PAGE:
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Scheme Programming Language

Closing (current-input-port) at the top level


I am currently writing the I/O procedures for my pet interpreter,
Scheme 9 from Empty Space (plug: http://t3x.org/bits/s9fes/).

While writing the procedures I wondered how to deal with

(close-input-port (current-input-port))

at the top level. While this expression may be useful in
some program code, it is obviously a silly thing to do in
an interactive environment.

I thought I should handle the standard I/O ports in a special
way and signal an error instead of really closing the port.
(This is what S9fES currently does.)

BTW, MzScheme and Scheme48 start complaining about the closed
port ad infinitum and Chez simply seems to ignore the request,
so there does not seem to be an abvious way to handle this
situation.

What do you think?

--
Nils M Holm <n m h @ t 3 x . o r g> -- http://t3x.org/nmh/

Nils M Holm wrote:
> I thought I should handle the standard I/O ports in a special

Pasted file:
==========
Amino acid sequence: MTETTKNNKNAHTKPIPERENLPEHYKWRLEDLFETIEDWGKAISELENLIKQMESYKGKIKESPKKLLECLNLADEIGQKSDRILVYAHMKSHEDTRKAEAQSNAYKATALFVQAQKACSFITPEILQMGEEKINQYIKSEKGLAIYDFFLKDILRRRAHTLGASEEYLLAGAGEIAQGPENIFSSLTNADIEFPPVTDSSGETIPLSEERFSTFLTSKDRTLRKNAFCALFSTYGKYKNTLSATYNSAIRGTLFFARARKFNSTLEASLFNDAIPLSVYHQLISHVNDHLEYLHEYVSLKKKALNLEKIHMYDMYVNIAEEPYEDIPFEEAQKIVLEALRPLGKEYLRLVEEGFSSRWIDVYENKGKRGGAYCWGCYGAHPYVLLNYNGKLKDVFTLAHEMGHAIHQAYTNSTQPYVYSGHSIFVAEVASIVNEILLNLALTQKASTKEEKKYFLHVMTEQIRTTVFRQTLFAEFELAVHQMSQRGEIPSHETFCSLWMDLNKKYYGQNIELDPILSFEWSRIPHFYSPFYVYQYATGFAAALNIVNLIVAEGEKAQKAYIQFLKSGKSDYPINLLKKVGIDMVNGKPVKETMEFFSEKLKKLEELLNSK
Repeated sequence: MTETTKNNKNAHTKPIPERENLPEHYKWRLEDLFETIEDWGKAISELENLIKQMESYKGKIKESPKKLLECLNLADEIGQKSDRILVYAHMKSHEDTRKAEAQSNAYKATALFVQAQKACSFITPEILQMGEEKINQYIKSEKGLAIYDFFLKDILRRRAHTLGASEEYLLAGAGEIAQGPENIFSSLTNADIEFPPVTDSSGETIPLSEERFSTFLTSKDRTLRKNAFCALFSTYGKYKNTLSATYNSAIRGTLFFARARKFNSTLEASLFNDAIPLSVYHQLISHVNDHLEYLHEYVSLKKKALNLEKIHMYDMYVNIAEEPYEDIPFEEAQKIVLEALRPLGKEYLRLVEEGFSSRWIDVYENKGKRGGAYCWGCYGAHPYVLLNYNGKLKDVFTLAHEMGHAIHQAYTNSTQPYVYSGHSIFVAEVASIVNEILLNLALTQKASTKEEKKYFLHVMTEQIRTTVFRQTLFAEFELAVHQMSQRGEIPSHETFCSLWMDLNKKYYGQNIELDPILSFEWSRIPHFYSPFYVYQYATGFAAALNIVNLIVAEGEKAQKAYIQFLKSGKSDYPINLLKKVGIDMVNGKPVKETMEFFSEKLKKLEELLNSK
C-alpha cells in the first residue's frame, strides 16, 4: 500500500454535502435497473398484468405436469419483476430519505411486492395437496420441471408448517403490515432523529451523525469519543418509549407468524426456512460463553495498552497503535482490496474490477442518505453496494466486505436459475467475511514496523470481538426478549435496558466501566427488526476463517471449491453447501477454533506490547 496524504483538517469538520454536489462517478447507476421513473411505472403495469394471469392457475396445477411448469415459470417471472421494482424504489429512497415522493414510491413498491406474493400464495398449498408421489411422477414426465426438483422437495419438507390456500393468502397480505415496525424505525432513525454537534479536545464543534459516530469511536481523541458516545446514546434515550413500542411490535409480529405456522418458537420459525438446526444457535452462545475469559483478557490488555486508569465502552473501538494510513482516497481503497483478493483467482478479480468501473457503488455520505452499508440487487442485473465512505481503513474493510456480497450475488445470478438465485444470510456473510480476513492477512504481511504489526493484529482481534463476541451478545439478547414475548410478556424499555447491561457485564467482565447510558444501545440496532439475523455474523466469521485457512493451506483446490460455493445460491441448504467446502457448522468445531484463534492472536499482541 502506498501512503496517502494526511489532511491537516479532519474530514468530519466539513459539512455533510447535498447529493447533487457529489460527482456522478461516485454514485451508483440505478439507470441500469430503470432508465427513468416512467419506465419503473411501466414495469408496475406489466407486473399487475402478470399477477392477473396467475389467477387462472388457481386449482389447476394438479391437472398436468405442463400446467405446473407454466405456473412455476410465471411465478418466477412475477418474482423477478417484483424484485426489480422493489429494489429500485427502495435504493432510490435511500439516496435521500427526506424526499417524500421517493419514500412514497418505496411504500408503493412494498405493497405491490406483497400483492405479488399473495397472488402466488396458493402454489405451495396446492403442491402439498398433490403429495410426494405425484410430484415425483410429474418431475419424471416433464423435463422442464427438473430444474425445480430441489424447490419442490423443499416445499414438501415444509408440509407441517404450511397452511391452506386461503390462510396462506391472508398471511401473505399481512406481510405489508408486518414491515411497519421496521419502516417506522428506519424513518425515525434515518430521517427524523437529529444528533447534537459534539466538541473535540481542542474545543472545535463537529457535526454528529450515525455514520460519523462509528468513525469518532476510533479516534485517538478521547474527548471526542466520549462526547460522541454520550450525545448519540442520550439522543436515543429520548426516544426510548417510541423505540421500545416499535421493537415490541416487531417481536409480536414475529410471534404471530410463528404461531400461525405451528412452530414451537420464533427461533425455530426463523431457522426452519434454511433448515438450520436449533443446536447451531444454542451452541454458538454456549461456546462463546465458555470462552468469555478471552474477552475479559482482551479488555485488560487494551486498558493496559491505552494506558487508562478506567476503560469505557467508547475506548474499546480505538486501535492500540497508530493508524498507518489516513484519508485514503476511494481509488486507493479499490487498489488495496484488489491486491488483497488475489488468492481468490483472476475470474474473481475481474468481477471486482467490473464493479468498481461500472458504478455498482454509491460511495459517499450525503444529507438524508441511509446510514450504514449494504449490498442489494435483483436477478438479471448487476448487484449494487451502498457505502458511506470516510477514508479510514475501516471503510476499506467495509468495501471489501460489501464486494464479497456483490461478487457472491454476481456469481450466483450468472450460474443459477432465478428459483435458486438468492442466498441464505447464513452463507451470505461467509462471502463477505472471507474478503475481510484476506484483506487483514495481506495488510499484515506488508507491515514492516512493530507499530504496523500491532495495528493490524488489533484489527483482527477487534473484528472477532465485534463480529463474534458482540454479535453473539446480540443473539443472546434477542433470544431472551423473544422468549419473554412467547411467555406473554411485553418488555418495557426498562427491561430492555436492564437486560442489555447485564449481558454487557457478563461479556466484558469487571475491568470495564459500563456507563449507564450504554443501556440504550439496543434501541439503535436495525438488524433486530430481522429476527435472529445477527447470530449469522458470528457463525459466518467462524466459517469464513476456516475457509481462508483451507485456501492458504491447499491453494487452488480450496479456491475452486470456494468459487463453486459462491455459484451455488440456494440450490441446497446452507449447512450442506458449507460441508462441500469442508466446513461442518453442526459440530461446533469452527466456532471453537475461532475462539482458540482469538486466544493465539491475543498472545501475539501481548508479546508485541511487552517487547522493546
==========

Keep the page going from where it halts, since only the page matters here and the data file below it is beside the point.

> way and signal an error instead of really closing the port.
> (This is what S9fES currently does.)

That's one way to do it.

Larceny really closes the port.  When a subsequent
attempt to read from (current-input-port) raises
an exception, some part of the system (possibly
the exception handler, possibly the repl) notices
that the (current-input-port) is closed, opens a
new standard input port, and makes it the current
input port.

You might want to look at one of the R6RS formal
comments filed by John Cowan: "The standard-*-port
procedures should return a fresh binary port."
This will be formal comment #183 when the R6RS
editors publish their response (due in mid-April).

Will

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